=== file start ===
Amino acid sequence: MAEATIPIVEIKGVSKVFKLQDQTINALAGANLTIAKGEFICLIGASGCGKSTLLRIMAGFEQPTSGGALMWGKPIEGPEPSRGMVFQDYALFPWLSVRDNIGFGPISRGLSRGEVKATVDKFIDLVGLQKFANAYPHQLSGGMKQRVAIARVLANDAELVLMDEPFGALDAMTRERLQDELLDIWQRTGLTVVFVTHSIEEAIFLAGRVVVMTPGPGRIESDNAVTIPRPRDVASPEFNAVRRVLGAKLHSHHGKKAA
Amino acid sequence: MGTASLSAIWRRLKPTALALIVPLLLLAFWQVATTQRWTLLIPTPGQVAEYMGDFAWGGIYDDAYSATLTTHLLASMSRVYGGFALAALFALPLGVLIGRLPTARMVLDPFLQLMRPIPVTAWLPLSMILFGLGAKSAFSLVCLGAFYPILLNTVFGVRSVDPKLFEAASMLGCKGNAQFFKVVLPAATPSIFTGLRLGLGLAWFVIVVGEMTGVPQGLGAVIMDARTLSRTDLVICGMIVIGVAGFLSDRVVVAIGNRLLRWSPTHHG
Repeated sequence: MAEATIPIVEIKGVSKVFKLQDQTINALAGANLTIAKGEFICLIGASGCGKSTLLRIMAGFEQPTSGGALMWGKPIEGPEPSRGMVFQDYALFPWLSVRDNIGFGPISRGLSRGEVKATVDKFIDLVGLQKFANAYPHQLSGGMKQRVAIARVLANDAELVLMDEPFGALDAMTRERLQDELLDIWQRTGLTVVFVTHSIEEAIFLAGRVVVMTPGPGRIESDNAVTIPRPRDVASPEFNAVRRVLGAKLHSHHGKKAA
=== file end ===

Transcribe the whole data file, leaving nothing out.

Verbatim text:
Amino acid sequence: MAEATIPIVEIKGVSKVFKLQDQTINALAGANLTIAKGEFICLIGASGCGKSTLLRIMAGFEQPTSGGALMWGKPIEGPEPSRGMVFQDYALFPWLSVRDNIGFGPISRGLSRGEVKATVDKFIDLVGLQKFANAYPHQLSGGMKQRVAIARVLANDAELVLMDEPFGALDAMTRERLQDELLDIWQRTGLTVVFVTHSIEEAIFLAGRVVVMTPGPGRIESDNAVTIPRPRDVASPEFNAVRRVLGAKLHSHHGKKAA
Amino acid sequence: MGTASLSAIWRRLKPTALALIVPLLLLAFWQVATTQRWTLLIPTPGQVAEYMGDFAWGGIYDDAYSATLTTHLLASMSRVYGGFALAALFALPLGVLIGRLPTARMVLDPFLQLMRPIPVTAWLPLSMILFGLGAKSAFSLVCLGAFYPILLNTVFGVRSVDPKLFEAASMLGCKGNAQFFKVVLPAATPSIFTGLRLGLGLAWFVIVVGEMTGVPQGLGAVIMDARTLSRTDLVICGMIVIGVAGFLSDRVVVAIGNRLLRWSPTHHG
Repeated sequence: MAEATIPIVEIKGVSKVFKLQDQTINALAGANLTIAKGEFICLIGASGCGKSTLLRIMAGFEQPTSGGALMWGKPIEGPEPSRGMVFQDYALFPWLSVRDNIGFGPISRGLSRGEVKATVDKFIDLVGLQKFANAYPHQLSGGMKQRVAIARVLANDAELVLMDEPFGALDAMTRERLQDELLDIWQRTGLTVVFVTHSIEEAIFLAGRVVVMTPGPGRIESDNAVTIPRPRDVASPEFNAVRRVLGAKLHSHHGKKAA